When a service provider busts his or her butt for your salon/spa, for career advancement and to deliver the very best service experiences to customers – the reward could certainly be a pay raise.
Giving a service provider a pay raise seems like a rather straightforward process. However, the he or she “does a great job – give’m a pay raise” scenario barely scratches the surface.
There is a process that owners need to follow to ensure that raises are planned, affordable and done for the right reasons.
Salons and spas that pay commission on services are severely handicapped when it comes to raises. The so-called “raise tools” on commission are a commission increase, a price increase, or a combination of both.
- Too often, commission service providers have unrealistic expectations on how much commission a salon/spa can pay. This is more complicated by suites using the intentionally confusing “keep 100% of the profit” leasing tactics.
- Owners are pressured (held hostage) to agree to pay higher commissions than their financial reality can afford.
Here are my No-Compromise Leadership rules for pay raises:
Two separate conversations: “Performance reviews” and “pay raise reviews” must be completely separate and independent. Whenever “pay” is connected to a performance review, owners of both commission- and Team-Based Pay salons and spas set themselves up to have anything but a review of an employee’s performance.
- Quarterly and/or scheduled performance reviews should focus 100% on performance and coaching employees to improve and be their best.
- Talking about pay or raises during a performance review almost guarantees that “money” will overshadow the “performance” conversation and areas that need improvement.
Rethink scheduled Pay Reviews: There is no law or rule in business that says, “Everyone gets a raise at least once a year.” Scheduled “pay” reviews, annual or otherwise, is an invitation to mental torment for both owners and employees.
- When business and cash flow is great, raises are affordable and inspiring. In good times, an outstanding employee can receive one or more big raises.
- But what happens when business isn’t so great, cash flow sucks, and you have pay raise reviews coming up next month? You get stressed. It makes no sense to do scheduled pay reviews when your cash-flow plan is telling you, “We can’t afford raises at this time.” The employee has an expectation that a raise is coming and will be let down and frustrated when you say, “Sorry, no raise.”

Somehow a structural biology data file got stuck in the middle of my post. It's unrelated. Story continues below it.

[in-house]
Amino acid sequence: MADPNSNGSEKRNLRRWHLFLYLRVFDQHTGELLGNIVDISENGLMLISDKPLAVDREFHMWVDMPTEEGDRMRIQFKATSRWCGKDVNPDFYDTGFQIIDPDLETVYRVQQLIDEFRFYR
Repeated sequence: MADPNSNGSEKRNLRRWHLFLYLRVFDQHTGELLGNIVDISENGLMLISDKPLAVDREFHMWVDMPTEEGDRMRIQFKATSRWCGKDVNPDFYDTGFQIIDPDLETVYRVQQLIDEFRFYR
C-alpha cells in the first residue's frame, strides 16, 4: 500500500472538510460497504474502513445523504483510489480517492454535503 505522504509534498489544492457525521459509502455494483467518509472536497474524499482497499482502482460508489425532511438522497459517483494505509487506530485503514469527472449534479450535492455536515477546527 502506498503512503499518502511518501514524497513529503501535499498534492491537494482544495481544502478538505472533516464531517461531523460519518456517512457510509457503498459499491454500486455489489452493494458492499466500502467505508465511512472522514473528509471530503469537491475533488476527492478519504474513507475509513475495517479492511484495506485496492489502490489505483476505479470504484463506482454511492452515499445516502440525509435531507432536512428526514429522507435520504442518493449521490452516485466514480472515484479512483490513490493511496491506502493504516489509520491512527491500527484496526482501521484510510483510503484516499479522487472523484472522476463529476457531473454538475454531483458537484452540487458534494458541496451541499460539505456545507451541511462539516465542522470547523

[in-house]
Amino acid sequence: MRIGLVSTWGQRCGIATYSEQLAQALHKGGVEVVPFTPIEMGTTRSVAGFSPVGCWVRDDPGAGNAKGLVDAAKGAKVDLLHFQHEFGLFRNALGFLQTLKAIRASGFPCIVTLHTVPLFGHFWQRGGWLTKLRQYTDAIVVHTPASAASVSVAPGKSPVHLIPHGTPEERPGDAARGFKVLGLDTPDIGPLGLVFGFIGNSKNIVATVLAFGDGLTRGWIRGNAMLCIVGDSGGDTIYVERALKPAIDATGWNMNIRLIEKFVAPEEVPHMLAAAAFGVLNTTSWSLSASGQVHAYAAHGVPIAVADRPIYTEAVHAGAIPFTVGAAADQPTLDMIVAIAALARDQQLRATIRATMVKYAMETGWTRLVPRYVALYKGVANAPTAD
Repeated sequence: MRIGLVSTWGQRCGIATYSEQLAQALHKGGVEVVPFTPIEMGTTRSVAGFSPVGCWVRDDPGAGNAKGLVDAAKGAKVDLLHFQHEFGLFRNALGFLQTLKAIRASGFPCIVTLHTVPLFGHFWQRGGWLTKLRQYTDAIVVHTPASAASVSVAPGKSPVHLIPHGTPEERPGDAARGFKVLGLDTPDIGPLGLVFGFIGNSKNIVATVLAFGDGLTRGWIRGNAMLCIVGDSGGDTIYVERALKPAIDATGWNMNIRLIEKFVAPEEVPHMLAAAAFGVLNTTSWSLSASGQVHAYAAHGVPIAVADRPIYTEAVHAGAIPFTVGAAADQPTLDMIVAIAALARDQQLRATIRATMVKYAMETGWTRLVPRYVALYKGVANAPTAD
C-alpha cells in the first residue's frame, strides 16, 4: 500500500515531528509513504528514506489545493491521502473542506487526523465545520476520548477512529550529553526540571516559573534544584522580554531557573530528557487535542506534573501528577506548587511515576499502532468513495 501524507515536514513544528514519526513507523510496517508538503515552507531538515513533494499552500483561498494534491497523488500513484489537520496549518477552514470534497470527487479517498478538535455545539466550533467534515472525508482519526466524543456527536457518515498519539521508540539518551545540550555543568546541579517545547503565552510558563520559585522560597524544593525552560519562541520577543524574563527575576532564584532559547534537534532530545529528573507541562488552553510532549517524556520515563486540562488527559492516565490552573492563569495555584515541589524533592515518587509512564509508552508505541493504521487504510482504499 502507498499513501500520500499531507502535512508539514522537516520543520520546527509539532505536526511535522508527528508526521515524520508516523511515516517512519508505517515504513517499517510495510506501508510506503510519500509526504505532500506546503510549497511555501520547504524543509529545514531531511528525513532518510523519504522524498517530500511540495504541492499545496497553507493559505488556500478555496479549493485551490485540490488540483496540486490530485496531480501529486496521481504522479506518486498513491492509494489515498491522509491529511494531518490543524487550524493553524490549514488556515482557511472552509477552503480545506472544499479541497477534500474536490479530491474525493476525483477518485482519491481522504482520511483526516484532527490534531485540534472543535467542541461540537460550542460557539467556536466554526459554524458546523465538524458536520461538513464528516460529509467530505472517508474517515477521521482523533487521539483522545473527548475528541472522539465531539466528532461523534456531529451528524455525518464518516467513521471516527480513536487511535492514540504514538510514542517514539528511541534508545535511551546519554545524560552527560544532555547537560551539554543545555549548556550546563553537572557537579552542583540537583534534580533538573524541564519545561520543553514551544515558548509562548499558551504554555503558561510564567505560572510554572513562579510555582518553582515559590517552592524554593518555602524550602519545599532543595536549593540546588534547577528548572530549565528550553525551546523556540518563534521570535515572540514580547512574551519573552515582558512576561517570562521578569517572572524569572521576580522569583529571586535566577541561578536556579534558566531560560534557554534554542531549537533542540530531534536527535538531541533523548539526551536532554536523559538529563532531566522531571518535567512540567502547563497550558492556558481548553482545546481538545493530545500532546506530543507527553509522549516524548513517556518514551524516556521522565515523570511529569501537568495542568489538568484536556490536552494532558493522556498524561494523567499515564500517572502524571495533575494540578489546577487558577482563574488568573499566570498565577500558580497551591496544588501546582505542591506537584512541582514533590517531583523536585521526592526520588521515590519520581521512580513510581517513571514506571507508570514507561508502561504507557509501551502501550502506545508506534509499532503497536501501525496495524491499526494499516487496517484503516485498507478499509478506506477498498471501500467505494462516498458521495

- Eventually, employees get tired of the excuses and delays for raises. It’s all self-inflicted cultural damage created by the owner.
Two Raise Prerequisites:
- Cash-flow plan first – Broadband/raises second: A series of excellent performance reviews is your indicator that a raise has been earned. BUT, your cash-flow plan must “approve” the raise before giving it.
- Live your Cash-Flow Plan (revenue and expense budget): It is the leader’s job – your job – to live your Cash-Flow Plan by driving revenue, managing expenses and being fiscally responsible. Creating a Cash-Flow Plan and never paying attention to it is the single most self-defeating profit killer.
Here’s my challenge for you: If you ever give an employee a raise without getting “approval” from your Cash-Flow Plan first … you’re failing the basics of planning and issuing pay raises.
- If you want to give an employee a raise, calculate how much that raise will add to your monthly payroll costs in your Cash-Flow Plan. If the Cash-Flow Plan shows that you can’t afford the raise, don’t do it. If it does, give that employee the raise and enjoy the positive feelings for recognizing a great employee.
- If you want to give raises to a number of employees, follow the same instructions.
You can’t grow an amazing company with an amazing culture if you don’t have funds to fairly compensate your people. That’s why planning and controlling payroll costs are so critical to business success.